The young crew of "Enterprise" is trying to make sense of when and how to intervene in other societies. There is no pat-and-easy Prime Directive of noninterference yet; these episodes will form the basis cases for later policies. Like a relatively young United States, the human race sticks its collective nose into forces and peoples it doesn't understand, while the Vulcans are the cautioning mentors who have been around the block a few times, calling to mind Old Europe. Several episodes have developed this theme in different directions, and only some episodes feature direct references to the present day. But almost all of them tacitly reference 21st-century political problems.
The Cabal, a faction of the Suliban race, is attacking humans (among others) because its future-seeing master tells them to. Among other ramifications, we see peaceful Suliban citizens rounded up and placed in internment camps, oppressing and radicalizing them, yet perhaps protecting them from the bigoted populace. The Enterprise liberates one such camp, but it can't liberate them all, and we end the episode musing over the escapees' fate.
The Xindi, another mysterious alien race, has sent a weapon to Earth and massacred millions of humans, because they have heard (from the same future-seeing master, or someone like him) that humans will destroy the Xindi home world in 400 years. We are shocked, we are heartbroken, we want revenge. But we don't even know where the Xindi live, much less how powerful they are.
This latter episode, the second season finale, strongly referred to the terrorist attacks of Sept. 11, 2001. "Enterprise" premiered just a few weeks after those attacks, and the story acknowledged, and responded to, that involuntary setting. The Trek framework is well adapted to telling this story of an allegorical war on terror; one episode can cover a day or many months, as developments hasten and slow.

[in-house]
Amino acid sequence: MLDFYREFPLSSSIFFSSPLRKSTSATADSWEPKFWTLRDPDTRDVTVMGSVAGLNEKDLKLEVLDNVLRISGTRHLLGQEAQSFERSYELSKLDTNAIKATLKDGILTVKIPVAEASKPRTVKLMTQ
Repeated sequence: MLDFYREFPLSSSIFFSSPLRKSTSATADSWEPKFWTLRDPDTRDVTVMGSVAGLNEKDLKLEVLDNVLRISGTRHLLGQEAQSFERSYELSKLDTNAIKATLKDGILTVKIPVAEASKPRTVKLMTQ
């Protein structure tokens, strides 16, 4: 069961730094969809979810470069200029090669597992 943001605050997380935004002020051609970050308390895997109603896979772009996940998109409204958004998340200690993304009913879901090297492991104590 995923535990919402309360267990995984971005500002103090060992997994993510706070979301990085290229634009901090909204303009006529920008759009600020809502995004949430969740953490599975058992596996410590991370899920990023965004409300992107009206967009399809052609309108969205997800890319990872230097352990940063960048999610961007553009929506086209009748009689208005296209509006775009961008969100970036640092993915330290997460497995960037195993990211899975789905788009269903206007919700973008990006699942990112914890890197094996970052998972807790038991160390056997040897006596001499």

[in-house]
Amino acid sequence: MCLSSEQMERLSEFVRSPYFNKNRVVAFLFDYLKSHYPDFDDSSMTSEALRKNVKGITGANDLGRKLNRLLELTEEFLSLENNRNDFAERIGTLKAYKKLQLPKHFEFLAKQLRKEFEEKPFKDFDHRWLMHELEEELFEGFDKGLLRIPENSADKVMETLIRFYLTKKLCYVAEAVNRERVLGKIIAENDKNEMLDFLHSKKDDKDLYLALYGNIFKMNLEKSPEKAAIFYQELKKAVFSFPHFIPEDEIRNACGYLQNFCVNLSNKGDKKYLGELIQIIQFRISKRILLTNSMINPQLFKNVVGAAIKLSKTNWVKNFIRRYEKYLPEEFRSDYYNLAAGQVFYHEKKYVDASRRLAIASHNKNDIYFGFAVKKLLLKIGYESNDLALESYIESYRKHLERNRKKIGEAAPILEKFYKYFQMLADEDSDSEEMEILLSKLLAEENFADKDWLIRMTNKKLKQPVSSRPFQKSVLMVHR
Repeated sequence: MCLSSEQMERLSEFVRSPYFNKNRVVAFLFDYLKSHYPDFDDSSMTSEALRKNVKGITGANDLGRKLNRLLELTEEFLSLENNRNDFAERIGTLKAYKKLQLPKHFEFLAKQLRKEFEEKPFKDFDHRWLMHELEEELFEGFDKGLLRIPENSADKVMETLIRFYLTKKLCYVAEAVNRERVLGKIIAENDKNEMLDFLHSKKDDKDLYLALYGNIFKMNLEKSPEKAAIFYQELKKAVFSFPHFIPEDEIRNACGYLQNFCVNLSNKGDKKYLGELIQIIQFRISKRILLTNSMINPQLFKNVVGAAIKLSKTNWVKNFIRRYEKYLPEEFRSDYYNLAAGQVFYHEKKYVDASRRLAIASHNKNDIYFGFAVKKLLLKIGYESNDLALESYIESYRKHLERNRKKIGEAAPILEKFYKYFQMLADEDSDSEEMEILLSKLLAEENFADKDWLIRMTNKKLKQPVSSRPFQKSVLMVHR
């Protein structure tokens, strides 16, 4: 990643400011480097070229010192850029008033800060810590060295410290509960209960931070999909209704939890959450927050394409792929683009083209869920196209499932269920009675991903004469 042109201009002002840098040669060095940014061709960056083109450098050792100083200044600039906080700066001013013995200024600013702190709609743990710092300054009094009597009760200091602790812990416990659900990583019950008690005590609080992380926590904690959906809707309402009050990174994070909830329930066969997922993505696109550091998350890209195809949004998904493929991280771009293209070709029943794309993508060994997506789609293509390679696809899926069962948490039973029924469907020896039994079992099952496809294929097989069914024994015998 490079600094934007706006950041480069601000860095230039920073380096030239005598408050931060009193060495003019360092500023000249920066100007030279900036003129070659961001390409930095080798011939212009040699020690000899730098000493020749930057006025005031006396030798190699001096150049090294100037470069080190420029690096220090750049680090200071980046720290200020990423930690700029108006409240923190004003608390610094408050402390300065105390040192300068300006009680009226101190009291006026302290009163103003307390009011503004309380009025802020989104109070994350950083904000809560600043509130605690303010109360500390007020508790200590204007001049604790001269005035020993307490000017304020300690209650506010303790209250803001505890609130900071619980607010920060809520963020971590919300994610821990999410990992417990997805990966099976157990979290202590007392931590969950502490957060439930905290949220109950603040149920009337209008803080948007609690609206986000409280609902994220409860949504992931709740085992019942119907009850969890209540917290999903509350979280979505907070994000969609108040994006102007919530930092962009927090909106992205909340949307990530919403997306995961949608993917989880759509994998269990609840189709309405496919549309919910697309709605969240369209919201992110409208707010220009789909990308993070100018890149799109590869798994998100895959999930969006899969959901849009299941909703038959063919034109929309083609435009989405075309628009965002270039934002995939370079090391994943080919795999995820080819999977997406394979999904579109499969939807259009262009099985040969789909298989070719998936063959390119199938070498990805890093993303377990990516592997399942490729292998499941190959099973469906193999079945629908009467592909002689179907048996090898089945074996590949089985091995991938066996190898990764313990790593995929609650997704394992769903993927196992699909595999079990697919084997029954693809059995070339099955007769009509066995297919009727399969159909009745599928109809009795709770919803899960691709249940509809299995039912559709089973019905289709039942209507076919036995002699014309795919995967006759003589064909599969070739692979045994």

Like "Deep Space Nine," "Enterprise" entices us into caring about its characters, then forces you to watch them doing the dirty work of the state-security apparatus. In the season premiere, we see Archer bribing a sleazy mining official for an interview with his Xindi employee. Far from home and out of its depth, the crew is bound to experience some blowback, as it indeed does here. I want to see more of this. I want to see "Enterprise" compensate for drawing the analogy between 9/11 and this ahistorical, unpreventable alien massacre. "Enterprise" can redeem itself by emphasizing that our incidents and relationships with other races have ramifications, that there are other fish in the pond.
When chief engineer Tucker finds out that his sister has been killed in the Xindi attack, he refuses to hold a special service for her, arguing that the size of the slaughter takes precedence over one person's memory. And then he begs the captain for the chance to take revenge on the mass murderers: "And tell me we won't be tiptoeing around -- none of that noninterference crap T'Pol's always shoving down our throats."
This is why the moral dilemmas of "Enterprise," from now forward, will feel real and messy and moving: Earth has an interest. Capt. Picard of "Next Generation" sometimes struggled over playing God, sure, but usually human lives weren't at stake. Are torture scenarios next, as in Fox's contemporary terrorism drama "24"? How far will Archer go to avenge and protect human lives? "Enterprise's" new, darker and denser story arc holds a promise even more alluring than Jolene Blalock's bum.